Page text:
Genre: Adventure/Third Person Shooter
Platforms: PlayStation 3, Xbox 360, PC
The story takes a fairly serious tone, there is minimal humour and the game suffers for it. Despite the attempt at a more realistic and gritty world the game features stereotypical characters such as Dr Whitman, a megalomaniac scientist who inevitably dies due to his own illusions of grandeur. The rest of Tomb Raider's cast don't fare any better, usually being absurd or just boring. The story sets up several mysteries, some of which are explained and some of which are not. The game is also peppered with ridiculous scenes which rob the game of a sense of immersion or empathy with the characters. As a result the story and characters in Tomb Raider only manage to serve as a backdrop, one that is, and should be ignored. Thankfully the gameplay allows Tomb Raider to shine.
Platforms: PlayStation 3, Xbox 360, PC
Release date: 05/03/13
Developer: Crystal Dynamics
The Tomb Raider series is a long running franchise, dating back to 1996 on the Playstation, PC and Sega Saturn. After 17 years the franchise has been rebooted with the title 'Tomb Raider'. The game stars the young Lara Croft, whose ship crashes onto a not so deserted island, and her struggle to escape.
The developers choice to portray a younger Lara is an interesting one, as you are playing a hero who isn't a seasoned veteran with years of combat under their belt. The game reflects Lara's inexperience and shock frequently, such as her first kill or reacting to injury and death. Despite Lara's initial timidness she quickly becomes a cold mass murderer shouting "You bastards!" while mowing down enemies. Lara's transformation is extremely jarring in its rapidness, somewhat eclipsing the whole concept of Lara being a more naive and inexperienced character.
The game features many large explorable areas which you are encouraged to scale and traverse. There are multiple collectables littered around rewarding you for exploring all nooks and crannies. Collectables grant you experience, back story, treasure and upgrades for weapons. This was easily the highlight of the game and more reminiscent of the early Tomb Raider games, where you have the freedom to explore and try to exploit the environment. Speaking of tombs there are a few to discover, though these only manage to provide a short diversion. Most tombs can be completed in under 10 minutes and contain puzzles which are insultingly simple. The aforementioned experience is necessary for Lara to improve her skills. The skill system is rather shallow though, with skills locked by tiers and only offering marginal improvements such as looting more ammo off enemy corpses. Unfortunately the more action orientated sections of the game do not live up to the more free roaming aspects.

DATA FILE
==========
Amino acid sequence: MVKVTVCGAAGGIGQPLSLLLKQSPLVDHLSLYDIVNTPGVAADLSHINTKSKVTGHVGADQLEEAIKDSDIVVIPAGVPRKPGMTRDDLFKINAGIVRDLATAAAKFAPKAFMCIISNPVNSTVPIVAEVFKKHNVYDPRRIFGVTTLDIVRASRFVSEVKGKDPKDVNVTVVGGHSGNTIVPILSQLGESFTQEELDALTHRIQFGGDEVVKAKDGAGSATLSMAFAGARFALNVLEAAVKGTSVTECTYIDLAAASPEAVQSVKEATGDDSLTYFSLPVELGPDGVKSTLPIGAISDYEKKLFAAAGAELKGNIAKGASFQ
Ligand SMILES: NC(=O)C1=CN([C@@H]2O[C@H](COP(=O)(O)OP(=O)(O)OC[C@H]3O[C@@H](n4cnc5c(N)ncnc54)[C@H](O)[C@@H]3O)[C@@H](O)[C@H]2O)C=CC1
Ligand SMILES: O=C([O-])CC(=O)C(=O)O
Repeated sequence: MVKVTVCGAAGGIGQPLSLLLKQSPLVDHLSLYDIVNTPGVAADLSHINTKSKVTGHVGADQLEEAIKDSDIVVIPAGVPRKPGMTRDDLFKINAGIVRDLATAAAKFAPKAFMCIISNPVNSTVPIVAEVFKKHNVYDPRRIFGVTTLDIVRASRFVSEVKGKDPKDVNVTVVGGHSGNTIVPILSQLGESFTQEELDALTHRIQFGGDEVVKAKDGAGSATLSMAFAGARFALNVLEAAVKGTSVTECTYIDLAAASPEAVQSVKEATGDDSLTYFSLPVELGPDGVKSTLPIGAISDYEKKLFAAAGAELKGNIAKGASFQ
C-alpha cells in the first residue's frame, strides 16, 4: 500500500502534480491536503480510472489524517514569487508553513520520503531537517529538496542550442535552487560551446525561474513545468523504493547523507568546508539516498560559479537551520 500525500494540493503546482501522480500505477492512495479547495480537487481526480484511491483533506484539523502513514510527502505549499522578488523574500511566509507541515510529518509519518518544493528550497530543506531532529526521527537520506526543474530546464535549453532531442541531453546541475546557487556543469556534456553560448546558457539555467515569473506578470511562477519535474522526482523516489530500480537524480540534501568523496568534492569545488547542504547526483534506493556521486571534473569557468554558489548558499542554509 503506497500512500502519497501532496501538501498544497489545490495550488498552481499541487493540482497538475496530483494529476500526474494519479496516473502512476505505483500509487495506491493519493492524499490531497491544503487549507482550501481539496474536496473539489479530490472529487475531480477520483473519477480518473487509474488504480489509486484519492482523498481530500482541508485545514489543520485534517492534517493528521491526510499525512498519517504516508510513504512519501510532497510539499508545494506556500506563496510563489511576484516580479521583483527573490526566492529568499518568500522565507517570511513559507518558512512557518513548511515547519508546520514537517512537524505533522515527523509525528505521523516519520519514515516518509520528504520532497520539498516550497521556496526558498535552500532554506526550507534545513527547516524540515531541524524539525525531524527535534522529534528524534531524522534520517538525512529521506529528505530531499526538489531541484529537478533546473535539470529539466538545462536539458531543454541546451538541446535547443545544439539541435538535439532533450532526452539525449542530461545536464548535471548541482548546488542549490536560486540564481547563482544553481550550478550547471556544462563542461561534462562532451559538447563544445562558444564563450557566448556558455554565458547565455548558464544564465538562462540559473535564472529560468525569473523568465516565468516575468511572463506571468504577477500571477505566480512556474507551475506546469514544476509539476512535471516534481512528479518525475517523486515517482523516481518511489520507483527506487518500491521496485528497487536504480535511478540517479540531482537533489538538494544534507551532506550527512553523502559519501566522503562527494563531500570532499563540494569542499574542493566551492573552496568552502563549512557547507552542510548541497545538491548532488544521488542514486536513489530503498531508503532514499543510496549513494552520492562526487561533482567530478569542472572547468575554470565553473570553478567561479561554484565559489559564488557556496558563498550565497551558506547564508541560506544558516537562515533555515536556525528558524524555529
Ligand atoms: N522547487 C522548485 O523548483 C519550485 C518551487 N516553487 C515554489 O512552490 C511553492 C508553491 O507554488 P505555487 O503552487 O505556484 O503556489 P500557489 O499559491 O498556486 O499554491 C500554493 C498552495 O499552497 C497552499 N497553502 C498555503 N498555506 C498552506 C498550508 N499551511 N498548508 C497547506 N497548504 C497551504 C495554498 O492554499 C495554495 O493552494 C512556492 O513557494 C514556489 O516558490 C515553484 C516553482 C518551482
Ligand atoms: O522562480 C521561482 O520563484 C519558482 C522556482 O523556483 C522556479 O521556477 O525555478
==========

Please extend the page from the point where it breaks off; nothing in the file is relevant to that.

|Exploring the island is easily the highlight of the game.|
Tomb Raider is filled with ridiculous set pieces. These 'epic' sequences start early in the game, and never taper off. You'll be scraping through a crumbling passage, jumping across crashed planes and running through burning monasteries. In most of these set pieces the player has minimal control, usually limited to holding forward and occasionally jumping. They are totally at odds with the games more serious atmosphere and get dull extremely fast. There is only so many 'epic' sequences you can experience before you are hit diminishing returns.
The combat fairs only marginally better. The game is at its best when you are fighting a few enemies and can use the environment to circle around them, or even try and use stealth to pick them off silently. Unfortunately you are regularly forced into cover shooter segments where you kill dozens of enemies in one encounter. These sections are utterly tedious as you hide behind cover, making pot shots and unable to move around. The game gives you very few options to deal with enemies in these segments. You have no grenades or explosive weapons for the majority of the game, though inexplicably the enemies do! Its utterly perplexing that Lara is frequently shoved into these situations, since the gun play is easily the games weakest point. Did the developers feel the need to meet a 'shoot the baddies' quota for today's mass gaming audience?
Visually the game looks great and is probably one of my favourite looking games this year. The game features a diverse set of locations all with a distinct feel; snowy mountain tops, forests and temples are all here. The graphics are fantastic and even Lara's hair has some impressive technology behind it (if you are on PC and your graphics card supports it). The soundtrack does a reasonable job and compliments the game. However it never really stands out.
Tomb Raider is a game which doesn't know what it wants to be. The story and characters are played straight and clearly the game is going for a gritty feel, yet the characters are frequently embarrassing and Lara isn't a believable character. The exploratory sections are great, but the game is frequently padded out with forced shooting sections. Despite the gun play being a significant detriment to the experience, I enjoyed Tomb Raider and looked forward to exploring the island. This isn't the Tomb Raider of yonder, but its a promising start.